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4.  In the morning, heat the oil in a large pan.  Cook the tofu for 5-7 minutes, stirring occasionally, until warm and lightly browned.  Season and serve with toast.

Thai Scramble (11)

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Vegan in Teesside: The Waiting Room

Waiting Room 1

Recently I saw a list of the top thirty vegetarian restaurants in the country.  My initial reaction was, of course, to drool Homer Simpson-style at all the feasts that awaited me.  My second reaction was one of outrage:  why no Waiting Room?  Being a vegetarian teenager in Teesside wasn’t particularly a challenge:  there weren’t exactly exciting offerings, but the majority of places at least provided a solid veggie option.  Now that I’m living in Manchester and enjoying the range of entirely meat-free restaurants and the prominence of marked vegan dishes on menus, I can see what a struggle it would be to still live in Middlesbrough with my current diet.  It was slim pickings, but there was always this ray of sunshine:  The Waiting Room, situated right by the train station in Eaglescliffe.

Waiting Room 2

It is such a good place, in fact, that I made a day trip back to the north east to catch up with a dear friend there rather than opting for our usual middle ground of York.  The Waiting Room is fairly unassuming from the outside, simply inhabiting the ground floor of a terraced house, and the decor is similarly low-key:  a selection of mismatched tables dotted through what would have been the living room, a pretty old fireplace, the menu displayed on a large blackboard (an extension at the back of the property houses a more modern looking section).  It’s easy to feel at home there.

Vegan options aren’t marked, but are readily provided by the helpful staff:  there were two vegan options for each course, and a couple of savoury dishes that could be adapted.  I chose the cashew, carrot and apple loaf, as it was a Sunday and I fancied something traditional.  It had to be served without the non-vegan white wine sauce, but as someone who is partial to dry food it wasn’t a problem.  The loaf was very tasty and moist, accompanied by roasted vegetables and some beautiful sesame seed-coated roast potatoes.  It was filling yet sufficiently light:  the perfect Sunday dinner balance.

We needed a bit of a breather before tackling dessert, but there was no doubt that it would be done.  I went for the summer pudding- the first time I’ve ever had one.  The layer of fruit in the middle was zingy and refreshing, bursting with tart berries.  It was sublime.  Even with the rain falling outside, it tasted of summer.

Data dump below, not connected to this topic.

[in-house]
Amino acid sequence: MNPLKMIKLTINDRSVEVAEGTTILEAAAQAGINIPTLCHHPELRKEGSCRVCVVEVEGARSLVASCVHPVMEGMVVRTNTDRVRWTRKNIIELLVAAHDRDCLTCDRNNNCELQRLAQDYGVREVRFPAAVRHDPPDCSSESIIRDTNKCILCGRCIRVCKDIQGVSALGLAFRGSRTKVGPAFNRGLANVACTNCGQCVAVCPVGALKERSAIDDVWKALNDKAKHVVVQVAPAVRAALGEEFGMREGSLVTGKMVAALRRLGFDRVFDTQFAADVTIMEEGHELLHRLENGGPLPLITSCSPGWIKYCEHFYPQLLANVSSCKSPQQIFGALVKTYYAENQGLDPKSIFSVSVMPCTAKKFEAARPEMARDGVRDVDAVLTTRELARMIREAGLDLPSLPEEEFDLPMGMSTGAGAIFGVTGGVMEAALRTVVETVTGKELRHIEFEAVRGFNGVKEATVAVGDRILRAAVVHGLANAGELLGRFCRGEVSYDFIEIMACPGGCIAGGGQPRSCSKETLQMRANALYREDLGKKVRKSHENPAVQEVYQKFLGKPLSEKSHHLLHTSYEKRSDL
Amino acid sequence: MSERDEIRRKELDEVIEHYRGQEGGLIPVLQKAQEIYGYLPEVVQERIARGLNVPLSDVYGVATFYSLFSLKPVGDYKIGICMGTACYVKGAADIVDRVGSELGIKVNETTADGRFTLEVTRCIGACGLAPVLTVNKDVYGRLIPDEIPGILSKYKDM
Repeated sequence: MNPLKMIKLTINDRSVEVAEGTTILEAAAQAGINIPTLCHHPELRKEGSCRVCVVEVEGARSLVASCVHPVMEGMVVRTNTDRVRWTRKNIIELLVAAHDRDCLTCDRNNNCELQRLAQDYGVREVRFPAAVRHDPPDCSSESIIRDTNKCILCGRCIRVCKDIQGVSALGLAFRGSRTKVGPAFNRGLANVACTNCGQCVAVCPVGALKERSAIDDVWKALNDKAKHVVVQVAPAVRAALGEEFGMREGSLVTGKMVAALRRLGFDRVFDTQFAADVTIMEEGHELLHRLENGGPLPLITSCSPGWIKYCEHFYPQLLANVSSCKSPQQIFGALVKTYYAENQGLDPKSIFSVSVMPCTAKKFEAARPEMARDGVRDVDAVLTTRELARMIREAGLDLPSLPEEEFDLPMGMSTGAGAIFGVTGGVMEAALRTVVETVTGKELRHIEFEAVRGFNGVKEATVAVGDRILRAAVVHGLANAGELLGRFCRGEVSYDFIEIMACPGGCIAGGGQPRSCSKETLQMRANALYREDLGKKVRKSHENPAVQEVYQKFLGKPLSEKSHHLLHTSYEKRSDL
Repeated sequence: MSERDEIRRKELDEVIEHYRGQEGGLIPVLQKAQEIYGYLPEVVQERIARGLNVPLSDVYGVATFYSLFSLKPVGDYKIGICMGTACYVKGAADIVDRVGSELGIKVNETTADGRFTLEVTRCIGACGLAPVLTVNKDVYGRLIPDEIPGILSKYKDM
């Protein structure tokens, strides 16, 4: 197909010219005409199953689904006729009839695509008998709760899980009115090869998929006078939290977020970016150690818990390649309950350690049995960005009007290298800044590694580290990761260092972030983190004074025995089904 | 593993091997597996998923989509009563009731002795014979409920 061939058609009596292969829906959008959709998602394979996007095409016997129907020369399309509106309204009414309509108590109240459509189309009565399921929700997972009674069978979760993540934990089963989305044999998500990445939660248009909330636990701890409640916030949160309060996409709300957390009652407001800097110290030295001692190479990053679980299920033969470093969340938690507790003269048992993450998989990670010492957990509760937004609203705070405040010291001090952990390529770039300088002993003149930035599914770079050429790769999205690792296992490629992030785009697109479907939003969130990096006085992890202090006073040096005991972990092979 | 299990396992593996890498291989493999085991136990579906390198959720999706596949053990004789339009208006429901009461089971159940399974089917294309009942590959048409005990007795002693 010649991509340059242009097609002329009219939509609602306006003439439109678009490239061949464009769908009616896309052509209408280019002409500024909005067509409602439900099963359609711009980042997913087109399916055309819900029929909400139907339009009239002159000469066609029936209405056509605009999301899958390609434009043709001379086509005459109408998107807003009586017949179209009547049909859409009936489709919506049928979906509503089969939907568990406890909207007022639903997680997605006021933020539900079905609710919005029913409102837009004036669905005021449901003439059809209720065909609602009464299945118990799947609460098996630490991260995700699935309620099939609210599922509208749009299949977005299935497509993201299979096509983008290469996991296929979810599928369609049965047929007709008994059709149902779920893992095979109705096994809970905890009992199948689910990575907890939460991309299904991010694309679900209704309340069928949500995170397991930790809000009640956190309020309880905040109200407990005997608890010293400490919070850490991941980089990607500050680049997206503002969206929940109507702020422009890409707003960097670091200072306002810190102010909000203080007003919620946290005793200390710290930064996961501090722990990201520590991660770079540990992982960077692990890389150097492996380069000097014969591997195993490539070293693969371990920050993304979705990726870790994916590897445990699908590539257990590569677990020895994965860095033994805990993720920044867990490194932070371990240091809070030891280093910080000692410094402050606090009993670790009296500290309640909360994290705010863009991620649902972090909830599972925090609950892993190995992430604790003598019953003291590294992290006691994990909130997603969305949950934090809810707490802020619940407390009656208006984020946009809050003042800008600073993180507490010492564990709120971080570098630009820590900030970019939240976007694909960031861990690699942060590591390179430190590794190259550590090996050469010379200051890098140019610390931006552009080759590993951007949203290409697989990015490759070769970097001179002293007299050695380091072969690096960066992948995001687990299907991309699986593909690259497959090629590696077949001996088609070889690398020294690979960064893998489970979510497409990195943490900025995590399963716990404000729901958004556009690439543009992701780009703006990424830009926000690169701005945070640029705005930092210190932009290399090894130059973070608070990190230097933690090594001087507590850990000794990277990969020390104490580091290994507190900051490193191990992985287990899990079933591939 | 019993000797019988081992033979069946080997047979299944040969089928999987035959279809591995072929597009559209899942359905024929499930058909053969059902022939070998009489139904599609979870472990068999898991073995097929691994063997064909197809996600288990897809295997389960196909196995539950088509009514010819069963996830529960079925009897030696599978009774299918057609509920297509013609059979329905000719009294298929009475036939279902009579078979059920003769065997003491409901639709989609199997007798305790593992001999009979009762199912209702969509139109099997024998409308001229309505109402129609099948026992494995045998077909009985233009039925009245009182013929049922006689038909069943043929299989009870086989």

The Waiting Room may be the best veggie restaurant in Teesside by virtue of being the only one, but it is also pretty stellar by any standards and definitely deserves a place in any top thirty list.

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Vegan Adventures in London Part Two

Sushi 2

On our second evening in London we had a Japanese feast at Itadaki Zen, a vegan sushi restaurant.  I had been looking forward to it immensely.  Japanese cuisine has always somewhat passed me by:  I wrote sushi off as being fishy, and found vegetarian food difficult to come by when I actually went to Tokyo (just poor preparation on my part, I suspect now).  Now I’m trying to get into it a bit more, with the help of vegan-friendly places like this and Moshimo in Brighton.  The menu was a bit nonsensical to me, but I opted for the tempura set menu -who can turn down tempura, after all?  It got off to a promising start with this plate of assorted nibbles:


Followed by the sushi pictured at the top of the page.  The one on the left, topped with a piece of deep-fried seaweed, was absolutely spectacular.  The tempura itself also exceeded expectations.  The dark coloured deep-fried seaweed was beautiful, but the crispy vegetables, heavy on the onions, were the real stand out.


My companions both opted for the chapche set, which included a vegetabley noodle dish, miso soup, spring rolls with more of a tofu than vegetable filling, and some tasty sushi rolls:


Sushi 1

All of us decided to go for the irresistibly named zen cakes for dessert.  They are made without sugar, so were not too sweet, which was quite nice after a big meal.  They are summed up as scones with a slightly crispy edge, which may sound like it’s a bad thing, but that’s not the case at all.